The powers of social services have once again been brought to the attention of the public. This follows the case of a nurse whose one year old child was removed from her care by social services. It was reported that a social worker raised concerns over the way the mother had allowed her son to sit on a ‘Bob the Builder’ toy car.
The Children Act 1989 places a duty on social services to provide services to promote and safeguard the welfare of children. It is a social services duty to ensure that children are not placed at risk of significant harm.
Some elements in the media appear to suggest that social services remove children for what are often described as trivial reasons. Sadly there are times where social services have no other course of action but to remove the child from the care of the parents to prevent the child from suffering significant harm.
In an emergency the local authority may apply to the court for an emergency protection order with a view to removing the child from the parents’ care. However if the matter is not urgent, in the overwhelming majority of cases social services will have intervened with the family well before the removal of a child is contemplated.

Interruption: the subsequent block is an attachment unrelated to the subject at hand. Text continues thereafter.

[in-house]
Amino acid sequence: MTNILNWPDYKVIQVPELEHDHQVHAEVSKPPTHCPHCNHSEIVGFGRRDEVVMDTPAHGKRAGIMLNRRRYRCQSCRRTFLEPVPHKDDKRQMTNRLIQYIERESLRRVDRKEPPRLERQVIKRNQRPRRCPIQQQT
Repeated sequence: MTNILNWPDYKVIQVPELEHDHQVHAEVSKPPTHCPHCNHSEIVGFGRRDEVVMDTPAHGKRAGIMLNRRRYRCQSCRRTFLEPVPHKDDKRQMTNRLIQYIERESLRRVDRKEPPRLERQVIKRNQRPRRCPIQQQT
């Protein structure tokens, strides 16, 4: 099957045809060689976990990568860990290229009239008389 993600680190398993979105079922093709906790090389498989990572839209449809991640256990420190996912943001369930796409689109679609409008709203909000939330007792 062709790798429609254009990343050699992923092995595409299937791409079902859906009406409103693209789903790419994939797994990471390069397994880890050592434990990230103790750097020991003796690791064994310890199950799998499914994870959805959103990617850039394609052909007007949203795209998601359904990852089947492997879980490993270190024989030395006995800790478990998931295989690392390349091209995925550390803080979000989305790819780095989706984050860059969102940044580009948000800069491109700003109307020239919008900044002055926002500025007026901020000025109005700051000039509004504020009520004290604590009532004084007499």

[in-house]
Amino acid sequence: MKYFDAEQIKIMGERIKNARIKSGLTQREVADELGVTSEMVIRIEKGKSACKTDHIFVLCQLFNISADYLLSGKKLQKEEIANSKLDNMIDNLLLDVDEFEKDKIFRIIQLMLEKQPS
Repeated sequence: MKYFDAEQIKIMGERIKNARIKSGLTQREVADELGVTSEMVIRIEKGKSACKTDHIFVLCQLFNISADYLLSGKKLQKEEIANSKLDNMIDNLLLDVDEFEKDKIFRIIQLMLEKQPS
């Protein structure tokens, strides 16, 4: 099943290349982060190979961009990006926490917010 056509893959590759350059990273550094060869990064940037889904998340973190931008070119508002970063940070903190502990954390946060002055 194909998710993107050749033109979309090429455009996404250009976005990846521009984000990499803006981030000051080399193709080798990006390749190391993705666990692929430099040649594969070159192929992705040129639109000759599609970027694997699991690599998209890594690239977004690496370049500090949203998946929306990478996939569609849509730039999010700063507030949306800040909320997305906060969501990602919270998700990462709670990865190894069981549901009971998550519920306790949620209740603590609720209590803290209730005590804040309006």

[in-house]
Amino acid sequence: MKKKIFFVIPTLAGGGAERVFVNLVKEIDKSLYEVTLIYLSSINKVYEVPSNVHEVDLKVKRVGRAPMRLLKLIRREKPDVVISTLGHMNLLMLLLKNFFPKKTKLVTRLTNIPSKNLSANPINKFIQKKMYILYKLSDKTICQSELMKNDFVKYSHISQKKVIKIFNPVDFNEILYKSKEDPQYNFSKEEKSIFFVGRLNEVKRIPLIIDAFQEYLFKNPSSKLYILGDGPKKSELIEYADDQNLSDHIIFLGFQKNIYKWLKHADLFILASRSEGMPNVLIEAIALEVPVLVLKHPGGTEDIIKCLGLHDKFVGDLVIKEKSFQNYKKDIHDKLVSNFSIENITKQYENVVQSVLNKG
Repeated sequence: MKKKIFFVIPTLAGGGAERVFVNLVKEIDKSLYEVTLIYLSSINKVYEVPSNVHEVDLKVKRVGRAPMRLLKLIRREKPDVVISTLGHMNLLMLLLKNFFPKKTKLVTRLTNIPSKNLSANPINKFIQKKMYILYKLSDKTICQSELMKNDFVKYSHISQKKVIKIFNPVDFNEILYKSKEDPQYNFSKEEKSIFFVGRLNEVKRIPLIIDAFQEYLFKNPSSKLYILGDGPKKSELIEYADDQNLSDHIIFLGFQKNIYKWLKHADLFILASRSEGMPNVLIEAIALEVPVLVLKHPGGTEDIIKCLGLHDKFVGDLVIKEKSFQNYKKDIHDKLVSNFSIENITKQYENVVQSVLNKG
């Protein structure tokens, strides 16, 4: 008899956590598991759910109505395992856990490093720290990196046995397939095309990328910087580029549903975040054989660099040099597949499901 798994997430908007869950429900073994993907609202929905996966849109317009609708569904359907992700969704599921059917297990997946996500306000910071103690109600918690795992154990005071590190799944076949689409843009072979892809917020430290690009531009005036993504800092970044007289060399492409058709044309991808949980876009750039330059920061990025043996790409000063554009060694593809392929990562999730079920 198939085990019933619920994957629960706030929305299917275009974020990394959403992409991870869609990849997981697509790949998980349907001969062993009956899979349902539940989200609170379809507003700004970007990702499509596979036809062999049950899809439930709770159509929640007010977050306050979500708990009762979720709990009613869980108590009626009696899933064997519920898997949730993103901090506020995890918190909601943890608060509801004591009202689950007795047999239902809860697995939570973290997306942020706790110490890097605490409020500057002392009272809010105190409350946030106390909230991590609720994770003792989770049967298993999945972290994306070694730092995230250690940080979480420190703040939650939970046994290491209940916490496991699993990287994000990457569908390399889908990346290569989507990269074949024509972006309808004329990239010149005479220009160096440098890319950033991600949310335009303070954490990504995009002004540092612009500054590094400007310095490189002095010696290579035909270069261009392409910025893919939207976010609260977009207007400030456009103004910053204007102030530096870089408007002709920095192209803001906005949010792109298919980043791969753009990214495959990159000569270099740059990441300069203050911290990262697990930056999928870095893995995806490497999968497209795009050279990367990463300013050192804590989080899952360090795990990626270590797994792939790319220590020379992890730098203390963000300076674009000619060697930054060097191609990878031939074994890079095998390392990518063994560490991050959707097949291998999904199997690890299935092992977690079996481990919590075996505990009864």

At an earlier stage the child may have been placed on either a “child in need plan” or “child protection plan”.
Social services will try and assist the families as much as they are able with the hope that care proceedings can be avoided. If the local authority is seriously contemplating issuing proceedings they may instigate a pre-proceedings meeting (sometimes known as a PLO meeting) to see what can be done to assist the family, to work with the parents and see whether changes can be made in order to avoid proceedings.
Thereafter if the child remains at risk of harm and the issues cannot be addressed the local authority may issue care proceedings and the court will ultimately make the decision as to whether to approve a plan of removal of a child from the parents’ care.
Social services priority has to be the child, and they have to take the necessary steps to protect the child.
The powers of the social services have always come and are likely continue to come into question by the media and members of the public. The view of social services is not helped by the media who may confuse and over-simplify the stories they publish.
What the media at times fails to illustrate is that social services will properly have significant concerns. In the above case the newspapers go on to explain that the social worker had concerns over the mother’s ability to meet the child’s basic needs.
The role of social services and state intervention in family life is likely to remain a hot topic and one that may continue to divide public opinion.
By Victoria Bailey and Victoria Gethin in the family law department